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Let's resist temptation to demonize

The Baltimore Sun

BOSTON -- So what's the deal with the devil anyway? First, Hugo Chavez, the sulfur-sniffing president of Venezuela, calls President Bush the devil. Then, before the air even clears, the Rev. Jerry Falwell is cheerfully and unfavorably comparing Sen. Hillary Rodham Clinton to Lucifer.

At a summit of so-called values voters, Mr. Falwell handicapped a presidential race between Mrs. Clinton and the devil. Nobody, he said, could energize the base like Mrs. Clinton: "If Lucifer ran, he wouldn't."

Mr. Falwell insists this was said "totally tongue-in-cheek," or maybe forked-tongue in cheek.

But have you noticed that when we talk about demonizing our enemies, it's getting awfully literal?

Adolf Hitler used to be the all-purpose, generic bad boy. There's an endless list of people who have been compared, not always favorably, to the Fuhrer. It runs from Bill O'Reilly to Martha Stewart, with stops along the way for terrorist Abu Musab al-Zarqawi and Supreme Court Justice Antonin Scalia. Not long ago, Sen. Rick Santorum compared the Democrats to Hitler and Sen. Robert C. Byrd compared the Republicans to Hitler. Defense Secretary Donald H. Rumsfeld even compared Mr. Chavez (see above) to Hitler. And Sen. George V. Voinovich called Mahmoud Ahmadinejad a "Hitler type of person," though the Iranian president doesn't even believe in the Holocaust.

Remember when Ronald Reagan talked about the Soviet Union as the "evil empire"? Evil as in d-evil? Ayatollah Ruhollah Khomeini called the United States the "Great Satan." Bob Jones of Bob Jones University once called George H. W. Bush the devil. And George H. W. Bush called Saddam Hussein the devil.

Of course, radical Islamists casually label America "evil" all the time. Osama bin Laden called for a theological war between Muslims and global crusaders - or, rather, "Satan's U.S. troops." President Bush in turn defined North Korea, Iran and Iraq as the "axis of evil" and promised a war to rid the world of evildoers. And let us not forget Pope Benedict XVI, who recently channeled a medieval Byzantine emperor who declared that Islam was "evil and inhuman."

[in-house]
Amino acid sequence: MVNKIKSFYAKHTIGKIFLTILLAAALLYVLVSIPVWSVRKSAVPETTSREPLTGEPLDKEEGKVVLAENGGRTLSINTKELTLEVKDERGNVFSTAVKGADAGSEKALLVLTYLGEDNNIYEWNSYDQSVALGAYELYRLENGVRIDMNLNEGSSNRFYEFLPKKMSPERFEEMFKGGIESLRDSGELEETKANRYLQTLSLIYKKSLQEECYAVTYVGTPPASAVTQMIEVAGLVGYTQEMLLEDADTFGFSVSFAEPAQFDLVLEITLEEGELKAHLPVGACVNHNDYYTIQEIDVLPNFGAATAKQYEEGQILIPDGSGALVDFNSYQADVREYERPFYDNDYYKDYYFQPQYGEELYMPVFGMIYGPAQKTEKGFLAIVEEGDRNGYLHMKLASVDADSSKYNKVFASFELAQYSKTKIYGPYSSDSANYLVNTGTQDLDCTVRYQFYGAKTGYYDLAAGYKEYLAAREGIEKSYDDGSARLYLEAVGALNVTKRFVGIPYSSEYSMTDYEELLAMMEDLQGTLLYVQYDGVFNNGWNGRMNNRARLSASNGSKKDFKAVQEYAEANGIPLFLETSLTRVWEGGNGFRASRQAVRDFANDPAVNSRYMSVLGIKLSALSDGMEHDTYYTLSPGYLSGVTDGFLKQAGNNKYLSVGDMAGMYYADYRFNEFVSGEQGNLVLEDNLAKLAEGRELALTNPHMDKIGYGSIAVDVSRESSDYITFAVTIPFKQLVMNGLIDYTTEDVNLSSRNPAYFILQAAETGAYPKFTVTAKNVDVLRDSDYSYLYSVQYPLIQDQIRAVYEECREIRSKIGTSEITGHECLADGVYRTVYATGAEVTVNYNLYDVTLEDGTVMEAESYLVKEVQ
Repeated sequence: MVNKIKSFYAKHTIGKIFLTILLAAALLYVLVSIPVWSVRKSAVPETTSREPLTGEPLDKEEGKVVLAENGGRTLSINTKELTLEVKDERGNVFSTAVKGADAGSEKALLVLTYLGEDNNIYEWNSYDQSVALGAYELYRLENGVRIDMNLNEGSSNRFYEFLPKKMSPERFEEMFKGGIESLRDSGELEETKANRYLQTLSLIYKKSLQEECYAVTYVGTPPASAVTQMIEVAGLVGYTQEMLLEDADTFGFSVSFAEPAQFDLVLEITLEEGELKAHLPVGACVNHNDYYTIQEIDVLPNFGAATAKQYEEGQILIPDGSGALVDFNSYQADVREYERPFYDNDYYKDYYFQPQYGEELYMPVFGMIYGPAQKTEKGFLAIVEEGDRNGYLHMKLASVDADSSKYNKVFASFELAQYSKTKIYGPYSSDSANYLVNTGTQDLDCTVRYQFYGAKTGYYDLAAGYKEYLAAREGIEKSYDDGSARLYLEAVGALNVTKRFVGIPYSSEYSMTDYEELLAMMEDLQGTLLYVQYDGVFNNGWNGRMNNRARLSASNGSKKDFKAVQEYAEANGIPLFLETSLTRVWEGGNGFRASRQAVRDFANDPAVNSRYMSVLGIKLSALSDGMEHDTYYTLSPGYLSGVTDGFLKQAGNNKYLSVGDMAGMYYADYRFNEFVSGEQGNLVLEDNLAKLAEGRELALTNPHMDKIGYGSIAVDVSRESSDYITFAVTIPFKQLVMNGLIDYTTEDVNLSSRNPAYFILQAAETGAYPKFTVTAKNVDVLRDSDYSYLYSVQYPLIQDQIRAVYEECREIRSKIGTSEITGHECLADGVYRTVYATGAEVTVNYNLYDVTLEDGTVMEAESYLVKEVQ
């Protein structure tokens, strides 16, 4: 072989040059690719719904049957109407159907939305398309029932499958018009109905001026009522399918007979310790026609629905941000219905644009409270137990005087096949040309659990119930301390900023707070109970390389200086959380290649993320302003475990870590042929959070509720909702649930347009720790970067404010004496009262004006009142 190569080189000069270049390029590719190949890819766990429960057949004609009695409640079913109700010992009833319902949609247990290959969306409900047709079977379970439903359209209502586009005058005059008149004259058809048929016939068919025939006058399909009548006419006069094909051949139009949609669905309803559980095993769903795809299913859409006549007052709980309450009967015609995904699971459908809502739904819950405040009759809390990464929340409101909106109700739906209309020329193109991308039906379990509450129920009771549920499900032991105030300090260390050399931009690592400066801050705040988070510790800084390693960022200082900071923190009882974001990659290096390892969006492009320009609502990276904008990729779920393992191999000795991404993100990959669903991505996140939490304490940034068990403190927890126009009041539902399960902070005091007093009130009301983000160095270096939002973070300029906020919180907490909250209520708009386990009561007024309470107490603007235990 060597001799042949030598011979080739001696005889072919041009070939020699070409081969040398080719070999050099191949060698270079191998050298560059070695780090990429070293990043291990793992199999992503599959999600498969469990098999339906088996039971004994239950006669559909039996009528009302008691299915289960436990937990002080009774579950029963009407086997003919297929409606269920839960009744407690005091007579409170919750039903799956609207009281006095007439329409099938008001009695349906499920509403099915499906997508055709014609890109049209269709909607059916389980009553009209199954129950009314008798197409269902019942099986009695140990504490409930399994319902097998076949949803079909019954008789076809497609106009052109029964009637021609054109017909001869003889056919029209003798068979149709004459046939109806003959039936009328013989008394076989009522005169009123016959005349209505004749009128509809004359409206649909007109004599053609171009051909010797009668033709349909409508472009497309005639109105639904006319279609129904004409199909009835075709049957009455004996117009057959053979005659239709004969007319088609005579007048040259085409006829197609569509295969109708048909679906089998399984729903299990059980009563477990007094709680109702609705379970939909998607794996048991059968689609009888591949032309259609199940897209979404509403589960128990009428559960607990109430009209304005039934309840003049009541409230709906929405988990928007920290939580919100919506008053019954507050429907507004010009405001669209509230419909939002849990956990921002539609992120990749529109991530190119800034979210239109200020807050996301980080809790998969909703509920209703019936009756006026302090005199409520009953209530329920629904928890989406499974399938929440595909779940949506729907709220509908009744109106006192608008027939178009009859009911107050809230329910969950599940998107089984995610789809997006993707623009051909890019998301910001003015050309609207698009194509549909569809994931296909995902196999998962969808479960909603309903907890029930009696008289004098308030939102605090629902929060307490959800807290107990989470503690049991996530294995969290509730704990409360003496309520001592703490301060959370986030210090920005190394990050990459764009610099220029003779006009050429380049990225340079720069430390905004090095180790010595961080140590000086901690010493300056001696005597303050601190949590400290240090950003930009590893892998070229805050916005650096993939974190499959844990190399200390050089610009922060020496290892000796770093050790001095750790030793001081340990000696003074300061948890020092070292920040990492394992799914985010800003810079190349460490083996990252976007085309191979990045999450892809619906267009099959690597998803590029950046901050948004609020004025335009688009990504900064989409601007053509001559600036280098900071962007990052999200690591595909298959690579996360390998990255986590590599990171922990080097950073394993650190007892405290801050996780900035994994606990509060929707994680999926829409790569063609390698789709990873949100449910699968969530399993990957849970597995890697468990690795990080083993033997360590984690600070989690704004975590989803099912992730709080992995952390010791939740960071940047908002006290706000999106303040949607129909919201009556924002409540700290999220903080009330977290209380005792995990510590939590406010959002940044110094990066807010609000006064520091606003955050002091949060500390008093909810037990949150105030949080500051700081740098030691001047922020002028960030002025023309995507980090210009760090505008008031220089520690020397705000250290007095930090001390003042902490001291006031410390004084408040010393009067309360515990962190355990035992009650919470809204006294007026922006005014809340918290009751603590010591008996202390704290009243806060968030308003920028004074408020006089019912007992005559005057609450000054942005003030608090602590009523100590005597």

The polarizing language of good and evil, us and them, God and Satan frames a clash of cultures at home and a clash of civilizations abroad. The vocabulary of absolutes freezes the way we think and act. The black-and-white narrative suggests that anybody who doesn't side with us has gone to the dark side.

Good "us" vs. evil "them." This is how a handful of radical Islamic theorists twisted Islam's prohibitions against murder and suicide to justify murder and martyrdom. As Lawrence Wright shows in The Looming Tower, his compelling account of the run-up to 9/11, these radicals redefined every enemy as an apostate. They decided "who was a real Muslim and who was not, who should live and who should die."

In Washington these days, the White House seems to define anyone who disagrees with the president as an apostate, or a "Defeatocrat," or a fool who thinks we can sit down and sing "Kumbaya" with terrorists. They've cast a debate about strategy and tactics as a debate about good and evil. Try talking strategy with a guy talking Satan.

If there is anything Americans should not do, it would be to fall into the rhetorical traps set by the radical Islamists who talk about holy war.

When we resort to nonnegotiable language, we've entered the world of absolutes. And when we fall into the clash of cultures at home and civilizations abroad, all hell breaks loose.

Ellen Goodman is a columnist for The Boston Globe. Her column appears Mondays in The Sun. Her e-mail address is

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